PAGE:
They took me in my nightgown.
Thinking back, the signs were there—family photos
burned in the fireplace, Mother sewing her best silver and
jewelry into the lining of her coat late at night, and Papa not returning from work. My younger brother, Jonas, was asking questions. I asked questions, too, but perhaps I refused to acknowledge the signs. Only later did I realize that Mother and Father intended we escape. We did not escape.
We were taken.
June 14, 1941. I had changed into my nightgown and settled
in at my desk to write my cousin Joana a letter. I opened
a new ivory writing tablet and a case of pens and pencils, a gift from my aunt for my fifteenth birthday.
The evening breeze floated through the open window
over my desk, waltzing the curtain from side to side. I could smell the lily of the valley that Mother and I had planted two years ago. Dear Joana.
It wasn’t a knocking. It was an urgent booming that made
me jump in my chair. Fists pounded on our front door. No
one stirred inside the house. I left my desk and peered out into the hallway. My mother stood flat against the wall facing our framed map of Lithuania, her eyes closed and her face pulled with an anxiety I had never seen. She was praying.
“Mother,” said Jonas, only one of his eyes visible through
the crack in his door, “are you going to open it? It sounds as if they might break it down.”
Mother’s head turned to see both Jonas and me peering out
of our rooms. She attempted a forced smile. “Yes, darling. I will open the door. I won’t let anyone break down our door.”
The heels of her shoes echoed down the wooden floor of
the hallway and her long, thin skirt swayed about her ankles. Mother was elegant and beautiful, stunning in fact, with an unusually wide smile that lit up everything around her. I was fortunate to have Mother’s honey-colored hair and her bright blue eyes. Jonas had her smile.
Loud voices thundered from the foyer.
“NKVD!” whispered Jonas, growing pale. “Tadas said they
took his neighbors away in a truck. They’re arresting people.”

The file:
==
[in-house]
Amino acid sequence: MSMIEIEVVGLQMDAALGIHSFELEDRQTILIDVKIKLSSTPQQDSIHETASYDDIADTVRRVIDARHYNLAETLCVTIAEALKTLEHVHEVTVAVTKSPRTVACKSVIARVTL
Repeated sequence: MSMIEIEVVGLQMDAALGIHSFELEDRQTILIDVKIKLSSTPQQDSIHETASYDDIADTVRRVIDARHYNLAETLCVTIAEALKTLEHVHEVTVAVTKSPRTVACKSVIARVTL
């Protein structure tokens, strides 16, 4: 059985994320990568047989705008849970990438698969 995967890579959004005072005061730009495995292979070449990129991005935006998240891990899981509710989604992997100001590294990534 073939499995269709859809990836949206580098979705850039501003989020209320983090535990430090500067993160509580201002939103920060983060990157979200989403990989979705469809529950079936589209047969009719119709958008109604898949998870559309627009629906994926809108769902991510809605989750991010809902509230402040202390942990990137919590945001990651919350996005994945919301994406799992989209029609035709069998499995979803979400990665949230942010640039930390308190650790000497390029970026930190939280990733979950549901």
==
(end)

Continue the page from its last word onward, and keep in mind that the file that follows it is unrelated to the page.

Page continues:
“No. Not here,” I replied. The Soviet secret police had no
business at our house. I walked down the hallway to listen and peeked around the corner. Jonas was right. Three NKVD officers had Mother encircled. They wore blue hats with a red border and a gold star above the brim. A tall officer had our passports in his hand.
“We need more time. We’ll be ready in the morning,”
“Twenty minutes—or you won’t live to see morning,” said
“Please, lower your voice. I have children,” whispered
“Twenty minutes,” the officer barked. He threw his burning
cigarette onto our clean living room floor and ground it
into the wood with his boot.
We were about to become cigarettes.
From BETWEEN SHADES OF GRAY by Ruta Sepetys. Published by arrangement with Philomel, a member of Penguin Group (USA), Inc. Copyright © 2011 by Ruta Sepetys.
Fifteen-year-old Lina was taken in her nightgown. Arrested in Lithuania in 1941—along with her mother and brother—by the Soviet Secret Police, she suddenly found herself on a harrowing odyssey across thousands of miles to a frozen Siberian gulag. There, forced to live under the cruelest conditions, she finds solace in her art, documenting her experiences through her drawings and hoping against hope that they would somehow make their way to her father to let him know that they’re still alive.
Written by Ruta Sepetys, herself the daughter of Lithuanian refugees, Between Shades of Gray is a revelation, one that gives voice to those who suffered during Stalin’s Baltic cleansing…and that captures the power of the human spirit.
Hardcover Book : 352 pages
Publisher: Philomel Books ( March 22, 2011 )
Item #: 13-311113
Product Dimensions: 5.5 x 8.25 x 0.79inches
Product Weight: 14.0 ounces (View shipping rates and policies)
i really enjoyed reading this book. i wasn't sure how much i'd like it, but i found i couldn't put it down! due to having 4 kids and no time for reading during the day, i stayed up way to late for several nights to finish this one. but it was worth it!
Reviewer: Jenna B
Best book I have read in a long time. I almost didn't want to read it because I thought it would read more like a history lesson but it didn't. Great reading. Couldn't put it down.
This book is a must read !!I could not put it down and I learned so much about this time in history.And for a first time writer,she really knows how to tell a story,hope she writes another soon!Normaly as soon as I finish a book,I pick another quickly from my library,but after reading this book,I can't seem to figure out what to read next,I want more of this story!Thank you Ruta Sepetys,GREAT BOOK !
Reviewer: Cheryl Y
Wow! At first I was skeptical about purchasing a book written by someone I never heard of...and once I started reading I didn't get past the first 3 chapters without me thinking "why did I buy this?" The beginning to me was so childish but as I determined myself to continue I was captivated by the brutal treatment, and later realizing it was based on true events kept me intrigued. I fell in love with Lina's Mothers' determination on keeping her family united and full of hope. This book has really inspired me to learn more of this tragic time that just ended not too long ago. Definitely & HIGHLY recommend, you will be inspired to be & do better !
This is one book that all schools should read. What an eyeopener as to what these people had to go through. What a terrifying experience.